While I promised to address the problems of Medicare/Medicaid in NH a couple weeks ago, I am going to forego that to discuss a matter that is a necessary detour in this journey: How do we appropriately help “other” people? We all know that we should, but how?
“It is the church’s responsibility to tend to the poor, sick and needy.” “No, it is the government’s responsibility.” “I’m not going to give him money he will just buy a bottle of booze with it…”
It is my brazen contention that your answer to this question will make ripples in history.
This question is more prominent, I think, for those of us who are Christians. After all we have biblical mandates that encourage us to lend a helping hand to those in need. Nonetheless, the conundrum is universal. We all feel the urge to help “others” who are “underprivileged” or “disadvantaged” or “without”.
I believe we can glean some insights from this unfortunate experience in my own life. If nothing else, I think you will come to realize that there are right ways and wrong ways to help those in need.
An Anecdote (this is a true story with fake names to protect their naivete)
Many years ago my kind-hearted college roommate, Scott, brought a guest home from downtown Raleigh. This guest was a homeless man and crack addict who had been living on the streets for the better part of his life. Upon entering our small apartment Scott announced to me and my other roommate, Jim: “I am going to give him [as if he were not standing right there] a warm meal and a bed to sleep on for the night, and then drop him back off downtown tomorrow.”
A kind gesture, right?
I pulled Scott aside out of earshot and said, “I strongly encourage you to keep a close eye on him while he is here.” (I hope you sense the foreshadowing.)
The next morning I awoke early and departed for a long day of work and school.
When I came home that evening, my laptop had mysteriously disappeared from my desk… Of course, I did not want to jump to any conclusions, so I went to Jim to ask if he knew where my laptop was and if he had seen our guest leave. To that he replied: “No… and yeah, he came in here and asked for a book bag. So I gave him my ol’ one that was in my closet.”
To which I replied: “So, let me get this straight, you gave a homeless man, who came into our home with nothing, a bag…” At this point the picture was starting to come together for Jim.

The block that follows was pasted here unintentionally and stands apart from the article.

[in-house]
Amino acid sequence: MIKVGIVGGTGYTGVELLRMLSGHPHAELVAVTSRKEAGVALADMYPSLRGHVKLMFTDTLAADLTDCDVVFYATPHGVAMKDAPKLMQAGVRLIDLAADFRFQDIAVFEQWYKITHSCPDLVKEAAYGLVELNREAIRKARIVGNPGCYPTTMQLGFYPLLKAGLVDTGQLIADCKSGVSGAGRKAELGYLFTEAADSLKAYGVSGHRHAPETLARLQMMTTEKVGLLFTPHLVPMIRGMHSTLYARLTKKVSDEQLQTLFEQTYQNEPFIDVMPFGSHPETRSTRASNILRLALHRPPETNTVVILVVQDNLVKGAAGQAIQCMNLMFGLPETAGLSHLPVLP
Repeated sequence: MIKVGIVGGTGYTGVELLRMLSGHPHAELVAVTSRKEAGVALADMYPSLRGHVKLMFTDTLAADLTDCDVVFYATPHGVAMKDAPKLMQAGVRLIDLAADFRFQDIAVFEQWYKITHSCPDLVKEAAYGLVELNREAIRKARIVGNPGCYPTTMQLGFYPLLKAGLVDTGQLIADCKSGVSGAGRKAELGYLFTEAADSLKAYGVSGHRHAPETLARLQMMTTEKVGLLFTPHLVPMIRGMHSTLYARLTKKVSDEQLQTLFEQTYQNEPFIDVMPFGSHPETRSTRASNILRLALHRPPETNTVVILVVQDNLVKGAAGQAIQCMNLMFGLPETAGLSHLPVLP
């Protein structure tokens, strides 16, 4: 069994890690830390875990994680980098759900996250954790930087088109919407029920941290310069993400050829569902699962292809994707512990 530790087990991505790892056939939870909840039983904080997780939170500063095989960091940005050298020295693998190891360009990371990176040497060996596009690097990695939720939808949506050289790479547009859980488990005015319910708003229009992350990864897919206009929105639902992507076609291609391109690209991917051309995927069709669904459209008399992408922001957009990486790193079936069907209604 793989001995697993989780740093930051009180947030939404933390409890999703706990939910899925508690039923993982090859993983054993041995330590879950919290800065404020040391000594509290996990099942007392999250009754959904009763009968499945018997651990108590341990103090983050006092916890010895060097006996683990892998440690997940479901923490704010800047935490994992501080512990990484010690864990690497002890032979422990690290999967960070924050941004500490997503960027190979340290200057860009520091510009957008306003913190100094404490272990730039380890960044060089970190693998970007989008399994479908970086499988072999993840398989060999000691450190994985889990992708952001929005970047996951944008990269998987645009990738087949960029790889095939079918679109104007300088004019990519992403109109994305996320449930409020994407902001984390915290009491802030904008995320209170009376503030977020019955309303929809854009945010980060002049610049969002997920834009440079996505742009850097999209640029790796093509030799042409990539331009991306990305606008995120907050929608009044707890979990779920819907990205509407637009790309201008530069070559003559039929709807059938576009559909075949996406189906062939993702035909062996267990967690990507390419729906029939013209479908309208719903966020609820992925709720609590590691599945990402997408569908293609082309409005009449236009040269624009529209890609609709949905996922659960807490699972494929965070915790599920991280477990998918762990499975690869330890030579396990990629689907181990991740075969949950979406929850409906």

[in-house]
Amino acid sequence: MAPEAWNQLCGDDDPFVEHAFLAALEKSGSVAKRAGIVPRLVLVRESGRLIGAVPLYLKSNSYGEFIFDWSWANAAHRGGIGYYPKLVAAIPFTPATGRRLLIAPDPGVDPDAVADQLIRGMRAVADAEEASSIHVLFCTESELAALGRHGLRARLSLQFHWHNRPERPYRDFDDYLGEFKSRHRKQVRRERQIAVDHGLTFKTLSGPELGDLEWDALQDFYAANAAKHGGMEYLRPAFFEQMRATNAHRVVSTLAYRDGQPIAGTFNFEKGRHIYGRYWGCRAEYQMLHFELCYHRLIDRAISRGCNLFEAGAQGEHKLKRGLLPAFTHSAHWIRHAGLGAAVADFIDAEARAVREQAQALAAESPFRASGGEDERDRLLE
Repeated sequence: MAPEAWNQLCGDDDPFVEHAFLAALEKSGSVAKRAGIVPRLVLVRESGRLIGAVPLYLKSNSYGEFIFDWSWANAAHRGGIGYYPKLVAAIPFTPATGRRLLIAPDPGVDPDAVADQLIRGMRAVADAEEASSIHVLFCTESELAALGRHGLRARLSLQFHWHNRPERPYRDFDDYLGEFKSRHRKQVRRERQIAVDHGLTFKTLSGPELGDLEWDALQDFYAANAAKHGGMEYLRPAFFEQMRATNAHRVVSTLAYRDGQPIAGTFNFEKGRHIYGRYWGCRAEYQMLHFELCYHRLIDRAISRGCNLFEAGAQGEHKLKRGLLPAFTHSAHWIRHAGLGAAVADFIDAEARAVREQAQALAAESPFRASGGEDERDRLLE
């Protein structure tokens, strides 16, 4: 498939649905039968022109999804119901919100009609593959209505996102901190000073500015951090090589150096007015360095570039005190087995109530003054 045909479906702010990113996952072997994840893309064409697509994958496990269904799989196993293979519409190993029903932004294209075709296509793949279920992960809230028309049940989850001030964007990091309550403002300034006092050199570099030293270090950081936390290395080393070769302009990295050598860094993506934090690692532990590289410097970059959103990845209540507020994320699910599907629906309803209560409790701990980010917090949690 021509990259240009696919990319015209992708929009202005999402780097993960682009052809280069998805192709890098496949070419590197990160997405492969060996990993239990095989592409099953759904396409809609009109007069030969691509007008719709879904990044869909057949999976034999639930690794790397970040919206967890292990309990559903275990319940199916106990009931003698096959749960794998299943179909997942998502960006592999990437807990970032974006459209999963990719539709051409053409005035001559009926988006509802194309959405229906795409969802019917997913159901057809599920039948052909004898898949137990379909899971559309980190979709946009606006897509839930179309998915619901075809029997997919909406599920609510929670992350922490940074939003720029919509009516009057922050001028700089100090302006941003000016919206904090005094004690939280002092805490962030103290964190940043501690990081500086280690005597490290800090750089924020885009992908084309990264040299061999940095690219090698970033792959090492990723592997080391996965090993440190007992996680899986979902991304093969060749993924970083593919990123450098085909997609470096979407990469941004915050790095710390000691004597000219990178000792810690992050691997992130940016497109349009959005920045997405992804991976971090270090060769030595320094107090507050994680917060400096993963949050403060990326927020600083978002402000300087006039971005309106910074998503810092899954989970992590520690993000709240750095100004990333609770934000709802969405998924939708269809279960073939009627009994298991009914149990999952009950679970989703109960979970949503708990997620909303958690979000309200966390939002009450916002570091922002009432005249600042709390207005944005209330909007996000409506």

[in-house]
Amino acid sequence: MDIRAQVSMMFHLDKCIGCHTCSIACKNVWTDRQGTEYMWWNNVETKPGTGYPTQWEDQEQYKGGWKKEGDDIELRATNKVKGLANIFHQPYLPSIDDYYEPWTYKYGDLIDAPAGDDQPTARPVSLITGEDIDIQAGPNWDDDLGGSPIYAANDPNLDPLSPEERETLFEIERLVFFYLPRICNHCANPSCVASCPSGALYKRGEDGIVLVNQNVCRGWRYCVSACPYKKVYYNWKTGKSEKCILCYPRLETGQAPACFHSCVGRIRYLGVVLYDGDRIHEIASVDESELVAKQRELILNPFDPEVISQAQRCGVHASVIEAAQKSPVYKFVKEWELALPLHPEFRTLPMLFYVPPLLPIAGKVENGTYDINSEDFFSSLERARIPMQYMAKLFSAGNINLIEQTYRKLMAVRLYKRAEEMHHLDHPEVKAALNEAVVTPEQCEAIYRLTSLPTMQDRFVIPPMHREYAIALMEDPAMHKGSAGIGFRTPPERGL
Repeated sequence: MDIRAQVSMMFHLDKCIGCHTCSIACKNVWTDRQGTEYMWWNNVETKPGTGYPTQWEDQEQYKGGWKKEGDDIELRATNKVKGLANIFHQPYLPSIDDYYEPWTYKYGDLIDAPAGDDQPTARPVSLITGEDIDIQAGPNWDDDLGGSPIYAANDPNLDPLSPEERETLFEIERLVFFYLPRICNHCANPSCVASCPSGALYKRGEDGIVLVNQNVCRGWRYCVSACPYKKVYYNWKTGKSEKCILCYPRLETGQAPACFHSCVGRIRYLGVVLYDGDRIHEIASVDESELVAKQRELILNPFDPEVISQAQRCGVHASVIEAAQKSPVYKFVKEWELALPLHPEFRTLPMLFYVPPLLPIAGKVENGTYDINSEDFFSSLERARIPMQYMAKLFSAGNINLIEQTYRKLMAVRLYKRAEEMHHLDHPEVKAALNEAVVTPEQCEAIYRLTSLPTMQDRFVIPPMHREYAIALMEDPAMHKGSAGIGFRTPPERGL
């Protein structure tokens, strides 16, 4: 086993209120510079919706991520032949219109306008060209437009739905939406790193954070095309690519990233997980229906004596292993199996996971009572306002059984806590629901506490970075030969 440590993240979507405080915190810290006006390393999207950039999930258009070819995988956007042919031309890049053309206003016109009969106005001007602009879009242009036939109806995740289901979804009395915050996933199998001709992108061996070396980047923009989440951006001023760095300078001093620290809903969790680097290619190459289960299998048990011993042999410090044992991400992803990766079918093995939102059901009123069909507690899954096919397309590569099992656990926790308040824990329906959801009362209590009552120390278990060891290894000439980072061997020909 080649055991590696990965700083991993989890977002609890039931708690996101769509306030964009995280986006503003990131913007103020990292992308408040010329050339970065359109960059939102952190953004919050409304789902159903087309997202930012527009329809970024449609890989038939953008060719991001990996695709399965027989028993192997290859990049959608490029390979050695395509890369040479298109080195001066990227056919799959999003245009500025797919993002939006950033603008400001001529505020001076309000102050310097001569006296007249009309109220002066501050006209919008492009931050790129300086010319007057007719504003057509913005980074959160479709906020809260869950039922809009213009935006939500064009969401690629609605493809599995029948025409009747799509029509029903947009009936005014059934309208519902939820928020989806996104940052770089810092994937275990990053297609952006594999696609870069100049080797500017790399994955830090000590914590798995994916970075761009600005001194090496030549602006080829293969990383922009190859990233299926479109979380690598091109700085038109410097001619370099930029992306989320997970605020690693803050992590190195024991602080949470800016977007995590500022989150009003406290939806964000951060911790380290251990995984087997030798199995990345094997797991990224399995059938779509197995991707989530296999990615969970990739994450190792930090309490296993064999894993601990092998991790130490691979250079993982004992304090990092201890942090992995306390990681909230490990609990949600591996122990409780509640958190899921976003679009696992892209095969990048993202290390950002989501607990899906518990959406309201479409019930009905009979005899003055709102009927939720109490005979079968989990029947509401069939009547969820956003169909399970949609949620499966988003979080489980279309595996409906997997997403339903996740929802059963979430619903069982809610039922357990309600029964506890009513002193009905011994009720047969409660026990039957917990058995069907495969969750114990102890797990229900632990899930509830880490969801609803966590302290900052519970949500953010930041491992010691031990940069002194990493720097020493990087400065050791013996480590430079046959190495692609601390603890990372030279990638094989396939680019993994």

It turned out that our guest, whom Scott was trying to help, decided to take some things with him before he left. Jim gave him a new bag (to store his hot laptop) and Scott gave him a ride back downtown—how nice?! My roommates were literally accomplices in a crime!
The Moral(s) of the Story
1.) Just because you think what you are doing is helping somebody, does not mean it is… Our guest most likely sold the laptop and bought drugs (he told us he was a crack addict). If this is true, neither Scott nor Jim did him any service.
2.) Helping people requires an effort on both parts. It is rarely as easy as it seems. While giving a warm bed and a warm meal or a dollar in a can may be easy (and perhaps a good that God graciously blesses you for because He alone knows your heart) these gifts may not be beneficial to the person in need.
3.) Very often, people you help will take more than you give them or they will not stop taking. You give an inch, they take a mile…
4.) Temporary solutions may offer no long-term resolve!
Our intentions do not produce results, our actions do. The means by which we help people has greater consequence(s) than our good “hearts”. Therefore, we should be careful how we choose to assist those in need. I believe that this principle has broader applications than in our daily lives. It’s application extends beyond the individual into the community and into our society.
Later, we will assess how our society has chosen to “help” those in need.